Shackleton promoted skin flicks and exploitation fare through his company Monarch Releasing Corporation.
With the news of snuff films he sensed an angle and played it to the hilt. He took a failure of a film
titled Slaughter, made a few key changes, hyped it with a provocative ad campaign—"Made in South America...where
life is cheap!"—and created the exploitation movie equivalent of Orson Welles's War of the Worlds radio broadcast.
Throughout the sixties, the husband and wife filmmaking team of Michael and Roberta Findlay specialized in
roughies, pre-hardcore movies that didn't go all the way, but instead offered up heavy doses of flesh, fetish,
and kinky violence. In 1971 they attempted something slightly different—Slaughter, a tale of biker girls,
charismatic gurus, and hippie-cult murders that capitalized on the Manson hysteria. It was shot in Argentina
in four weeks with a budget of $30,000. The finished film was meandering, amateurish, and ultimately unreleasable.
It sat on a Monarch shelf until 1975 when Shackleton removed the opening credits, grafted a few minutes of
"shocking" footage onto the end, and re-titled the movie Snuff.
In the new movie, at the seventy-four minute mark, the narrative suddenly breaks and the viewer sees what
appears to be behind-the-scenes footage. As the crew departs, the director puts his moves on a young woman.
His kissing turns aggressive. Other men emerge to help hold the struggling woman down. Additional angles
cover the violent action as her fingers are snipped off with shears; she's stabbed; and her intestines are
yanked out. Then just as the film runs out, the soundtrack catches the cameraman confirming that he 'got it.'
The additional footage is obviously faked. The set doesn't match the one from the final shots of the Slaughter
footage, and the bloody effects are pretty poor. The number of camera angles and convenient cuts are highly
suspicious for something supposedly shot on the fly. In fact, this supposedly black market footage looks more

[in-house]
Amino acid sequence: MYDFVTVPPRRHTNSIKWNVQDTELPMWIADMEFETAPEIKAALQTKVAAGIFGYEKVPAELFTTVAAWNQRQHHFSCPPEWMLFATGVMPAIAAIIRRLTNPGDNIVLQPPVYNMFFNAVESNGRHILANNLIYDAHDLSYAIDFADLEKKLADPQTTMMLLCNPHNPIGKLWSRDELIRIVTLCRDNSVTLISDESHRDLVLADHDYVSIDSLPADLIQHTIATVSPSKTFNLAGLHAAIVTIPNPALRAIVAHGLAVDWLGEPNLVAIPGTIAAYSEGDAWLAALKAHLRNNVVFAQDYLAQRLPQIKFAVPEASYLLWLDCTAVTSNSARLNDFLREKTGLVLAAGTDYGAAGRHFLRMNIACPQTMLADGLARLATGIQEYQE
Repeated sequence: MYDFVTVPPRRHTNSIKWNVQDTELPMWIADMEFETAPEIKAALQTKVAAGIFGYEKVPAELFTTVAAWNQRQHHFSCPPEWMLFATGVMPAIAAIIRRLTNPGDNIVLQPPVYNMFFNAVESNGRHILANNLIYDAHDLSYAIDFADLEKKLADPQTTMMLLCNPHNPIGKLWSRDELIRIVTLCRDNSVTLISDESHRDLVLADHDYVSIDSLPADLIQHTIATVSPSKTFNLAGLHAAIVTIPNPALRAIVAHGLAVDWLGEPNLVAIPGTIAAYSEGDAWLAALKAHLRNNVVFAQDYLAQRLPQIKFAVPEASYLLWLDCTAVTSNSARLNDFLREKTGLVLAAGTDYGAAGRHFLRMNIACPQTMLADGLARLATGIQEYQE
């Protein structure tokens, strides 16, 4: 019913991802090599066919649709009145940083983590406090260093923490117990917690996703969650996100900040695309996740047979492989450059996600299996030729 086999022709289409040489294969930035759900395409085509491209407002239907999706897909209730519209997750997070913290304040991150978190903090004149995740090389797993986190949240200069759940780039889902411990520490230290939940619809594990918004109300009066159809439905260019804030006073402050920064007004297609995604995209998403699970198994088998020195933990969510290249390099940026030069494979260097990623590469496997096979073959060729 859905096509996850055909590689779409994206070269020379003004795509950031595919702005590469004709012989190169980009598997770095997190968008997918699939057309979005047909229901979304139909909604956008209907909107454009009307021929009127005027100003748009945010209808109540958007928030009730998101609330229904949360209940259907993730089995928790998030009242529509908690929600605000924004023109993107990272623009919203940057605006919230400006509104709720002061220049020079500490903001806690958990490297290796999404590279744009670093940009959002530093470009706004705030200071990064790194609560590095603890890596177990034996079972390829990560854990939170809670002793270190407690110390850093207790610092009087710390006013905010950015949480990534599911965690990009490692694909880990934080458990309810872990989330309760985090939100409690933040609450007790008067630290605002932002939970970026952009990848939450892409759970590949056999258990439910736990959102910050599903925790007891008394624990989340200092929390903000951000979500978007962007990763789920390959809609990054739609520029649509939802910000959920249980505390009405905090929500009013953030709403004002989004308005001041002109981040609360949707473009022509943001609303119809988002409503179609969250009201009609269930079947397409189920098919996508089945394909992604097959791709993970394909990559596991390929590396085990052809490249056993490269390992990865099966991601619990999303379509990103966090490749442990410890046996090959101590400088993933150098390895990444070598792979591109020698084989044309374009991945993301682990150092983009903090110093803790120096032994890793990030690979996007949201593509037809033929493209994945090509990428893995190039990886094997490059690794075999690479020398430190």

capable than the preceding Findlay movie. This extra sequence is actually the work of one-eyed S&M filmmaker,
Malcolm Worob, and the most shocking thing about it is the controversy it generated.
As Snuff crawled from city to city, Shackleton made sure that furor and sensation accompanied it. He primed
the media with stories of the film's shady origins. He rallied citizens groups and feminist organizations to
picket the film. When they didn't show, he provided his own outraged throngs. Eventually word spread that
Snuff was not just a fraud, but, even worse, it was dreadfully dull. The uproar faded, but the movie grossed
millions-and that was before Merlin Mail marketed it to the first generation of home video enthusiasts steeped
in Snuff's notoriety.
The snuff myth did not fade. In fact, it flourished via the symbiotic relationship of a media looking to shock
and groups looking to protest—and no group did more to cultivate the myth than the feminist movement. Writers
like Gloria Steinem and Andrea Dworkin (right) portrayed snuff as the ultimate evil in a woman-hating culture, the
natural last rung on the ladder of pornographic descent. When porn-chic poster girl turned anti-porn crusader
turned centerfold Linda Lovelace spoke before the U.S. Attorney General's Commission on Organized Crime, she
included firsthand claims of genuine snuff rumors in her testimony. She revealed that women who were no longer